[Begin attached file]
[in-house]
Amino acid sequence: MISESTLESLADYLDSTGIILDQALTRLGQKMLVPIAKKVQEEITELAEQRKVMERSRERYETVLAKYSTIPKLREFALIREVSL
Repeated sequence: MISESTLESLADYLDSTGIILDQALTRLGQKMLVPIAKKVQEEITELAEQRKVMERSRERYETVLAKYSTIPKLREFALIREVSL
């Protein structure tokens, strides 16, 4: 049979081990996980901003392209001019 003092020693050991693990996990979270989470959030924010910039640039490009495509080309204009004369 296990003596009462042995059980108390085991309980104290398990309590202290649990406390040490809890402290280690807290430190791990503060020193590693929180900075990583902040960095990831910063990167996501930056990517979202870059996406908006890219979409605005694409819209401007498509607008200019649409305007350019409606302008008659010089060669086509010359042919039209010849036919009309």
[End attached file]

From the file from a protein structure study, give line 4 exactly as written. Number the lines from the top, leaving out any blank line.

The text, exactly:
């Protein structure tokens, strides 16, 4: 049979081990996980901003392209001019 003092020693050991693990996990979270989470959030924010910039640039490009495509080309204009004369 296990003596009462042995059980108390085991309980104290398990309590202290649990406390040490809890402290280690807290430190791990503060020193590693929180900075990583902040960095990831910063990167996501930056990517979202870059996406908006890219979409605005694409819209401007498509607008200019649409305007350019409606302008008659010089060669086509010359042919039209010849036919009309």